The road to a rewarding rejection.
What we learnt while trying to get into Y Combinator as a startup.
This is Karthik Mahadevan, the co-founder of Envision and with this post I'd like to share a personal story. This story is about learning and growing from my and my co-founder's (Karthik Kannan) experience with the Y Combinator; this story is what makes Envision what it is today.
Every entrepreneur who has been passionate about the world of tech startups has dreamt of Y Combinator. Those who go through it, speak of it like Hogwarts. Those who don’t get to, speak of it like sour grapes. This is the story of a third kind.
I was in the middle of another usual argument with my co-founder when we got our YC Interview Invitation Letter. We were excited beyond imagination (like it was a Hogwarts invitation) but had no way to vent it because we were stuck in a high-speed train from Barcelona to Rome. We gave each other an awkward sideways hug and a prolonged eye exchange which said: “We have come some ways since the two of us were sitting in our dormitories in Chennai dreaming up shit”. This moment of profound happiness, however, was almost immediately overcome by fear and anxiety when we realised we now need to arrange a US Visa in less than a week. The rest of the train ride was spent looking up visa requirements using our mobile hotspot. #ImmigrantLife
We had previously applied to YC a year back, when our idea, Envision, was still in its infancy. We had not validated anything, the revenue model was 🤷♂, we were naive about how long the tech will take to develop. However, the process of filling out that application form really helped us realise this. By the time the rejection came along, we knew what exactly we need to be working on/towards. When we applied the second time, filling out that application form felt exciting, we had (almost) all the answers. The subsequent skype interview went great as well because we have been at this for a year and knew there’s nothing someone can ask us that we haven’t thought of already. Now it was time to see how far will this enthusiastic optimism take us.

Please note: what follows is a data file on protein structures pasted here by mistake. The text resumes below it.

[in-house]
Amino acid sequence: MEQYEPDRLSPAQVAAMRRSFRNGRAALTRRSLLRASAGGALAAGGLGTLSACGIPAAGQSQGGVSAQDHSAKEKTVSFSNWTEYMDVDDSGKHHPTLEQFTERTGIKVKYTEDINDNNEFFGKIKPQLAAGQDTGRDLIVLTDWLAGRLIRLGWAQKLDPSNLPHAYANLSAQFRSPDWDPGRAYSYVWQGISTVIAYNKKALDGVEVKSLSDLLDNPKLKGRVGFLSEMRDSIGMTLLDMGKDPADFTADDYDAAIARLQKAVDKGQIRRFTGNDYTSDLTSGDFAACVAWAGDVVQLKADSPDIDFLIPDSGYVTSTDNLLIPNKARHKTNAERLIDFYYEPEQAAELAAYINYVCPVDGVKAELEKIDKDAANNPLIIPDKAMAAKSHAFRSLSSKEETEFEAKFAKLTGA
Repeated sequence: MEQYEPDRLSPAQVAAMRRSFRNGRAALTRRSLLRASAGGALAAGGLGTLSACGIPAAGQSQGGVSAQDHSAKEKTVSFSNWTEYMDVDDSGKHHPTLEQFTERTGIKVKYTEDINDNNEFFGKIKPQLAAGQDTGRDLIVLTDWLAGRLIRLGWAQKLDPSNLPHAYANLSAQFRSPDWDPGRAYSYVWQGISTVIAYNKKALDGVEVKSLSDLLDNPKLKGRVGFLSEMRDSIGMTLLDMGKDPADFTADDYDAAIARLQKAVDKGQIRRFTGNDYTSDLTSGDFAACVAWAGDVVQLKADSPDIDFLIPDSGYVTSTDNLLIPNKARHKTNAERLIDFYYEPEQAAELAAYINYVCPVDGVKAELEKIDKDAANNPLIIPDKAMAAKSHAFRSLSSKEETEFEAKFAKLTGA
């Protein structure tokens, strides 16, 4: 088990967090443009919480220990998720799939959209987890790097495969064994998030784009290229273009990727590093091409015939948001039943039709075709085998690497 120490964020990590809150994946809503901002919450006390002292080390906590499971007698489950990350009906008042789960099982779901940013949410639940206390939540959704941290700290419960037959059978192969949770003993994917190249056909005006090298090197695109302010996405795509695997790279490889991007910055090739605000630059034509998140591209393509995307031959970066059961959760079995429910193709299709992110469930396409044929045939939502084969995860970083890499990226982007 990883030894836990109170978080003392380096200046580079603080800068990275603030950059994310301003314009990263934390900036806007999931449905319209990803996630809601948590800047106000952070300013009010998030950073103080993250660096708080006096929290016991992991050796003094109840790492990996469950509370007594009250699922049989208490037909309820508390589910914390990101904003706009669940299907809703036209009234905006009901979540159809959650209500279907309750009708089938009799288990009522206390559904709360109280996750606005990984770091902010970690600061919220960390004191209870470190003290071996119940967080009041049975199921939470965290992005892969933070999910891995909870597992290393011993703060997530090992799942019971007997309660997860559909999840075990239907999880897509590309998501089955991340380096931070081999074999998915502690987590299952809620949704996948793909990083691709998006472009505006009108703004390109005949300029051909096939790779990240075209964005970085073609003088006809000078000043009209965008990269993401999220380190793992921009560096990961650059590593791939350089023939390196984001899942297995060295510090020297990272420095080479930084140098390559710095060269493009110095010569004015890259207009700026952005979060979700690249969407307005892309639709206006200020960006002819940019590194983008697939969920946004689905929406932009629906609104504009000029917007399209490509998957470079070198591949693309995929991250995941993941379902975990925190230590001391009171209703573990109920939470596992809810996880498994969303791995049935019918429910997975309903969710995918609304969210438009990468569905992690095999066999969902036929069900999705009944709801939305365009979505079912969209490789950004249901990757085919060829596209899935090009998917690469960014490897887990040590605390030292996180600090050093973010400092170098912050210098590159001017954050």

It took us first to hustling our way into getting a US Visa in under a week. Any Indian immigrant who has been through the process will know that this is nothing short of a miracle. Before we knew it, we were on a plane, and it was only while waiting at the departure gate did we have some time just sit and collect our thoughts. This is what they were at the moment.
See a post I shared reflecting on the situation while waiting to board here.
Our eyes were glued to the window on our trip from the San Francisco airport to our Airbnb in San Jose. Every passing landmark, billboard, office or street name felt new yet familiar. We didn’t make any plans on our first day. Went to a Target and ate at a Chipotle and that was about it. The next morning we were on a Uber straight to YC where we checked in (much earlier than we were supposed to). Then we did what we do at any new city we end up in, found the best coffee place to work out of. Because even though we had the interview in an hour, work never stops.
The time for the interview arrived, we walked into a room with three YC partners and the moment they started speaking, all our prep went out of the window. We knew from what we had read that the tempo of these interviews was very fast paced, but this was much faster than we had anticipated. We did a bunch of things wrong, we spoke over each other, gave longer than necessary answers and failed to be coherent. When we walked out, we knew that we had given it our best shot, but this time the best wasn’t going to cut it. Our biggest regret was our failure to get the bigger picture of Envision across. Since so much of the questions were about our short term goal, our first steps, our answers mostly focused on defending that. We felt we should have done more to steer the conversation towards Envision’s bigger (billion dollar worth) picture.
We went back to the same coffee shop (Red Rock Coffee) and occupied ourselves with work to distract from the anxiety. It didn’t take long for the inevitable email to come:
We really appreciated the detail in the email. We would have been pretty bummed if we didn’t know why they rejected us. But this personal response (with clear reasoning which resonated with what we felt as well) made for a really good experience. Both of their feedback was well received and this was our response:
In conclusion, we really loved the whole YC experience. Despite the rejection, it provided us with key insights and reflection points. Hence, if you are a team working on an idea, no matter what the stage, just apply for YC.
Because YC is neither Hogwarts nor Sour Grapes.
YC is Ithaka.
It’s not about what you will learn once you are there, but also about what you learn while you try to get there.
P.S. We spent the rest of our trip (pilgrimage) going around all the places in the valley we had always dreamt of! Click here to visit the Intagram story highlights of the trip.
The thumbnail image is a photo by Tim Trad.